Charcoal Burners Tap Into a Fine Vein of Sardonic Humor and Melancholic Introspection of the Fuzz Pop Single “Time’s Informers”

Charcoal Burners, image courtesy the artists

Charcoal Burners described their new single “Time’s Informers” as “an unlikely marriage of Hüsker Dü and Pet Shop Boys.” Fair enough considering the mix of distorted pop hooks and acerbic wit is actually like a latter day, more slackery “Could You Be The One.” But at times it also oddly reminds one of “Living After Midnight” by Judas Priest in its changes and dynamics. All this combines to make for a song that touches upon familiar places in your brain. But overall its sweet synth sheen and back beat-driven rhythm and introspective yet pointed lyrics delivered in laid back, almost disengaged, fashion give the single fascinating contrasts that add another dynamic dimension to the song but one more emotional than purely sonic. For a band that has a single called “The Verlaines and Hüsker Dü” name-checking its most obvious influences, this song isn’t as crackling with inspired cheek but it is informed by a similarly wonderful sardonic humor. Listen to “Time’s Informers” on Bandcamp and follow New Zeland’s Charcoal Burners at the links provided.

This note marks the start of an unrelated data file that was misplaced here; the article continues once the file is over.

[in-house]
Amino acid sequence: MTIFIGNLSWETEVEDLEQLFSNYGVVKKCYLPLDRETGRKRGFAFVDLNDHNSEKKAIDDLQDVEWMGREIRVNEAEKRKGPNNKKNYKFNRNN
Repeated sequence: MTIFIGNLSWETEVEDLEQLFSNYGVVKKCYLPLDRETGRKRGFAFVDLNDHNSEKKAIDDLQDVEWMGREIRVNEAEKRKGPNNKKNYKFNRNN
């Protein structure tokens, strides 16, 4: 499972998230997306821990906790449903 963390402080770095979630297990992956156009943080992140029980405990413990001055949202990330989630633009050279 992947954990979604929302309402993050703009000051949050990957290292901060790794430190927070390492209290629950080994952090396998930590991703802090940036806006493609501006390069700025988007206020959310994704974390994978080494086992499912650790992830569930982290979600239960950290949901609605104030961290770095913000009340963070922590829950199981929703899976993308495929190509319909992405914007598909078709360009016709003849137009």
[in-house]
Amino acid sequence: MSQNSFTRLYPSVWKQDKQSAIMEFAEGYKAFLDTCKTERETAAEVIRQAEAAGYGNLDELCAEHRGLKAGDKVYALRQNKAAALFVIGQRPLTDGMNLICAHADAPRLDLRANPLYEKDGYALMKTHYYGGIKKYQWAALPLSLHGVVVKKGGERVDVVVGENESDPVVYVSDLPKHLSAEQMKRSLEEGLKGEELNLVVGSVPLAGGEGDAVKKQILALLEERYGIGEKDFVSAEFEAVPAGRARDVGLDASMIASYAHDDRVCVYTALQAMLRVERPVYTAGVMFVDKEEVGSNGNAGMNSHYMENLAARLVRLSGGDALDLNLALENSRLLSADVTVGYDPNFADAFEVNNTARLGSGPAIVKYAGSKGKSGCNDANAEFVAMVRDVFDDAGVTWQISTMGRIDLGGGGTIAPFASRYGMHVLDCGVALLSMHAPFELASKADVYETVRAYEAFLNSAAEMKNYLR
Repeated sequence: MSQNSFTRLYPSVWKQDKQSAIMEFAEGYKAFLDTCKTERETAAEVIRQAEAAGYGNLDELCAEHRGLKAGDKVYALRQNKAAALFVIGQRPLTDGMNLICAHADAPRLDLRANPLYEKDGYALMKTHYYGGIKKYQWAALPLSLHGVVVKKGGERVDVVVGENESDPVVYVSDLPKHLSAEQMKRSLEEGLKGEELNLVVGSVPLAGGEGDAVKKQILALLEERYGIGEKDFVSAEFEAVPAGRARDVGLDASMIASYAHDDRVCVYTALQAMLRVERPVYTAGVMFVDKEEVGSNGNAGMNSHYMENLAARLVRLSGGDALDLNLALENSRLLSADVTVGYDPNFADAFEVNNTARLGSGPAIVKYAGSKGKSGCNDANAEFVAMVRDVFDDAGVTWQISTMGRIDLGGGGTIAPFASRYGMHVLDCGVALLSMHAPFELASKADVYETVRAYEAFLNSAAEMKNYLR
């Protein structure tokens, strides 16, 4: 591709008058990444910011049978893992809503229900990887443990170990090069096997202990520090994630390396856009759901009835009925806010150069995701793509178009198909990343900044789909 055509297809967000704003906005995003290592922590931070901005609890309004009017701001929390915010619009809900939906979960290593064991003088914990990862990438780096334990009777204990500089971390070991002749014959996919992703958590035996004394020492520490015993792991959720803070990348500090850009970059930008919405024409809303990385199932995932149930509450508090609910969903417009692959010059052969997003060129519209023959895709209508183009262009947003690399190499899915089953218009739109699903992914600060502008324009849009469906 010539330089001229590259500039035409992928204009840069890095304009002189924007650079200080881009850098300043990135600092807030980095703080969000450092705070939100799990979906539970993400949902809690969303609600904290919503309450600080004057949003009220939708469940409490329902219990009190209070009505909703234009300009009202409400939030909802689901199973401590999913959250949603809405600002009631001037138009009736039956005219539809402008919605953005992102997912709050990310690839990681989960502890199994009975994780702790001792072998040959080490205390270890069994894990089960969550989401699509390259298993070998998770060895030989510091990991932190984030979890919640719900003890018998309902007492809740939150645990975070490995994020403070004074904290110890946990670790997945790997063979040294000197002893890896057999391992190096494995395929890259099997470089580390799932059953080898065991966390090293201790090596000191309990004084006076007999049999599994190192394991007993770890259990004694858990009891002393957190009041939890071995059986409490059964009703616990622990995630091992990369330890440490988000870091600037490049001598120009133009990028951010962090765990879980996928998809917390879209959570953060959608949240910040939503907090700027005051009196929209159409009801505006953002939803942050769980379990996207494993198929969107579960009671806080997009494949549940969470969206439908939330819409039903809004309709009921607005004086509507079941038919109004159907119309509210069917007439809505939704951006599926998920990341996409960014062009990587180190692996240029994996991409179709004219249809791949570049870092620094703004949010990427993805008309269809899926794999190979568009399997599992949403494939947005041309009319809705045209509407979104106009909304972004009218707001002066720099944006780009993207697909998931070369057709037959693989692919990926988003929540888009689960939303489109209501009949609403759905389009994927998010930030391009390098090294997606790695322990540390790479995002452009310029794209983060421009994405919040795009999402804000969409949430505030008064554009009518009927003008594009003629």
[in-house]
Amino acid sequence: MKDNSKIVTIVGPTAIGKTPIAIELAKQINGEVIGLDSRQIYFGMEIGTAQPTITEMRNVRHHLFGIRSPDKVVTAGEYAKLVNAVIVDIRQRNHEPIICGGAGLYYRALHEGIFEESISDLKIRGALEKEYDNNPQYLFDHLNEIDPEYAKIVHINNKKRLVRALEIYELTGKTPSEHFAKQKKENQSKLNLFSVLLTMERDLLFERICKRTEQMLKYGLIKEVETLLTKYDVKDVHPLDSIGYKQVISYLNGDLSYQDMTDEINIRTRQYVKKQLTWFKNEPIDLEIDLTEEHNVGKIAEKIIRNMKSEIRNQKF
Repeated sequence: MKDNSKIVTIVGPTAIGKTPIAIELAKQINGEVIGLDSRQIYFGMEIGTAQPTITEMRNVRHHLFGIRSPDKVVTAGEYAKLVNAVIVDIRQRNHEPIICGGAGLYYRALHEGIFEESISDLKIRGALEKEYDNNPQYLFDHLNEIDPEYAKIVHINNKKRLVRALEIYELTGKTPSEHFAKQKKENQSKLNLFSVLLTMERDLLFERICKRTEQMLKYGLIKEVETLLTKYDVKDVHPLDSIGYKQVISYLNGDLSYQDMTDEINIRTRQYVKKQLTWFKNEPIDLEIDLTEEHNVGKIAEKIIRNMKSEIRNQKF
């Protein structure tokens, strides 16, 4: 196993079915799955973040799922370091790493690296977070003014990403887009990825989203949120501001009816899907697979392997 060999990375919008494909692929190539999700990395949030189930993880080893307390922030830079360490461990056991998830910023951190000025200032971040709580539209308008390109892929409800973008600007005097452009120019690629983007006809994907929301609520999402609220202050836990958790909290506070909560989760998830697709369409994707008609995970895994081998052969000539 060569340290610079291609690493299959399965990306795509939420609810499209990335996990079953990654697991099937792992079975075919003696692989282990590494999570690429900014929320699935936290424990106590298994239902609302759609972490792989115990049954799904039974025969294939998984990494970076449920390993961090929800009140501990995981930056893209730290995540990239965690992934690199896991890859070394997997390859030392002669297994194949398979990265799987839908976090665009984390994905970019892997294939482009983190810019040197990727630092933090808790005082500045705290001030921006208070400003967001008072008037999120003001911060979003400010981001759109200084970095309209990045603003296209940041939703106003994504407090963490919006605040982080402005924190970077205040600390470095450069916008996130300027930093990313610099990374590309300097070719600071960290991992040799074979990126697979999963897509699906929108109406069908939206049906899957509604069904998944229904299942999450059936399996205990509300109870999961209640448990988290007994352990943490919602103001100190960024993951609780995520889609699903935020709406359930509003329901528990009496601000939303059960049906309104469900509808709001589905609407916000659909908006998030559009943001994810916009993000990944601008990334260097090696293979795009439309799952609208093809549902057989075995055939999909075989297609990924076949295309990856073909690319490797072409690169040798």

Time's Informers by Charcoal Burners

Charcoal Burners’ “Winged Bird” is a Winning Alchemy of Dissonance and Melody

Charcoal Burners, photo courtesy the artists

Fans of Ride and Bailter Space are going to feel an immediate affinity for Charcoal Burners’ new single “Winged Bird.” The mixture of melody, channeled atmosphere and dissonance and the elastic quality of the main guitar riff give the song a similarly fuzzy and fluid dynamic that allows the vocals to comfortably float within a fiery cloud of guitar harmonics. In that way the band’s songwriting bears some comparison to Hüsker Dü balancing raw intensity and cutting noise with gorgeous melodies. Hailing from Dunedin, New Zealand, Charcoal Burners also bring to its songwriting that certain something that makes almost all music from New Zealand a little different than a similar form of music would take in say the United States or the UK. And also from other noteworthy music scenes in New Zealand like Christchurch, Wellington and Auckland. Though while it may be difficult to pin down how Charcoal Burners reflect what some might call the “Dunedin sound” (who wants to be pigeonholed in such ways, really?) except for maybe in some of the jangle-y guitar dynamics and the penchant for expert descending chord lines, Charcoal Burners do not eschew the tasty solo and that’s what makes this track and the band’s new album The Best Day You Could Imagine stand out. Listen to the single on YouTube and follow Charcoal Burners at the links below.